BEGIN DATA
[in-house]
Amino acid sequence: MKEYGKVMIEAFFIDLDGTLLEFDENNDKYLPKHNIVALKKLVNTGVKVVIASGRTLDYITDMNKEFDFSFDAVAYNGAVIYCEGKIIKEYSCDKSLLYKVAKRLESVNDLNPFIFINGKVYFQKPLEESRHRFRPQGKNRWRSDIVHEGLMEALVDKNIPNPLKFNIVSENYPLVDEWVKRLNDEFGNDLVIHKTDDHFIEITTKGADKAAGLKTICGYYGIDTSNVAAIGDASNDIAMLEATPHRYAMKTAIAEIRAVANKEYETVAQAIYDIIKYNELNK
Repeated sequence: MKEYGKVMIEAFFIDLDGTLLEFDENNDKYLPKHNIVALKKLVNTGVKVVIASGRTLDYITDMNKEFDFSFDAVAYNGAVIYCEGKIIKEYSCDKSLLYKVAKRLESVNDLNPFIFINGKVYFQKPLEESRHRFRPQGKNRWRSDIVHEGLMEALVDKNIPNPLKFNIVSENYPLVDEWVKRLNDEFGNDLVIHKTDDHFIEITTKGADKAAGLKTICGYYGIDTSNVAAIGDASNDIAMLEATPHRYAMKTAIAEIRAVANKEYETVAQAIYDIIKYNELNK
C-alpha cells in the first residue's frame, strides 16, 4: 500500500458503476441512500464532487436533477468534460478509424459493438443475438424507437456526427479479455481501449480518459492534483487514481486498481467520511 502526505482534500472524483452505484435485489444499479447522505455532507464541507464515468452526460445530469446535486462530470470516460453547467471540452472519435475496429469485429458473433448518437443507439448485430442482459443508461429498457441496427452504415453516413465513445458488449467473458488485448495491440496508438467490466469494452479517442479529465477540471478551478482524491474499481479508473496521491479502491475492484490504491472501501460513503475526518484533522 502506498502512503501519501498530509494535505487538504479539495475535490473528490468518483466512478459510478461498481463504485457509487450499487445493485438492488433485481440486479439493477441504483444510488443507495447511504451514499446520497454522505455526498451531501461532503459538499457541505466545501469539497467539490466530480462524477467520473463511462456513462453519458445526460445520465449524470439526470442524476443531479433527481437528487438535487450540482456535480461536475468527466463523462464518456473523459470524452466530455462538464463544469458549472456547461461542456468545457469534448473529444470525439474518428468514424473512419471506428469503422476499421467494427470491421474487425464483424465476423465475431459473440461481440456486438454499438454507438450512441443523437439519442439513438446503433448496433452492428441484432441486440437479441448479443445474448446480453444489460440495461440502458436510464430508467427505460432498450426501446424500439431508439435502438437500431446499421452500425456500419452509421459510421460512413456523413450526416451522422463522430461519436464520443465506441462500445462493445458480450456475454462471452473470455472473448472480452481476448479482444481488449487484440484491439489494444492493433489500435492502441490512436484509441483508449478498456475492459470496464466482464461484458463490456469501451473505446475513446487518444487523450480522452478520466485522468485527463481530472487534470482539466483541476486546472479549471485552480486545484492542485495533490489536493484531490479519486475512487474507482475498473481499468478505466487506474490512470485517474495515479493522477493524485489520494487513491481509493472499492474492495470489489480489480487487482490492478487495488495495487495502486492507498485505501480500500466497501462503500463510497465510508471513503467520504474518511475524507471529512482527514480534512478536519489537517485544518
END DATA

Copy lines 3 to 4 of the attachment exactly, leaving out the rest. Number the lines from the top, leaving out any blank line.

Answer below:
Repeated sequence: MKEYGKVMIEAFFIDLDGTLLEFDENNDKYLPKHNIVALKKLVNTGVKVVIASGRTLDYITDMNKEFDFSFDAVAYNGAVIYCEGKIIKEYSCDKSLLYKVAKRLESVNDLNPFIFINGKVYFQKPLEESRHRFRPQGKNRWRSDIVHEGLMEALVDKNIPNPLKFNIVSENYPLVDEWVKRLNDEFGNDLVIHKTDDHFIEITTKGADKAAGLKTICGYYGIDTSNVAAIGDASNDIAMLEATPHRYAMKTAIAEIRAVANKEYETVAQAIYDIIKYNELNK
C-alpha cells in the first residue's frame, strides 16, 4: 500500500458503476441512500464532487436533477468534460478509424459493438443475438424507437456526427479479455481501449480518459492534483487514481486498481467520511 502526505482534500472524483452505484435485489444499479447522505455532507464541507464515468452526460445530469446535486462530470470516460453547467471540452472519435475496429469485429458473433448518437443507439448485430442482459443508461429498457441496427452504415453516413465513445458488449467473458488485448495491440496508438467490466469494452479517442479529465477540471478551478482524491474499481479508473496521491479502491475492484490504491472501501460513503475526518484533522 502506498502512503501519501498530509494535505487538504479539495475535490473528490468518483466512478459510478461498481463504485457509487450499487445493485438492488433485481440486479439493477441504483444510488443507495447511504451514499446520497454522505455526498451531501461532503459538499457541505466545501469539497467539490466530480462524477467520473463511462456513462453519458445526460445520465449524470439526470442524476443531479433527481437528487438535487450540482456535480461536475468527466463523462464518456473523459470524452466530455462538464463544469458549472456547461461542456468545457469534448473529444470525439474518428468514424473512419471506428469503422476499421467494427470491421474487425464483424465476423465475431459473440461481440456486438454499438454507438450512441443523437439519442439513438446503433448496433452492428441484432441486440437479441448479443445474448446480453444489460440495461440502458436510464430508467427505460432498450426501446424500439431508439435502438437500431446499421452500425456500419452509421459510421460512413456523413450526416451522422463522430461519436464520443465506441462500445462493445458480450456475454462471452473470455472473448472480452481476448479482444481488449487484440484491439489494444492493433489500435492502441490512436484509441483508449478498456475492459470496464466482464461484458463490456469501451473505446475513446487518444487523450480522452478520466485522468485527463481530472487534470482539466483541476486546472479549471485552480486545484492542485495533490489536493484531490479519486475512487474507482475498473481499468478505466487506474490512470485517474495515479493522477493524485489520494487513491481509493472499492474492495470489489480489480487487482490492478487495488495495487495502486492507498485505501480500500466497501462503500463510497465510508471513503467520504474518511475524507471529512482527514480534512478536519489537517485544518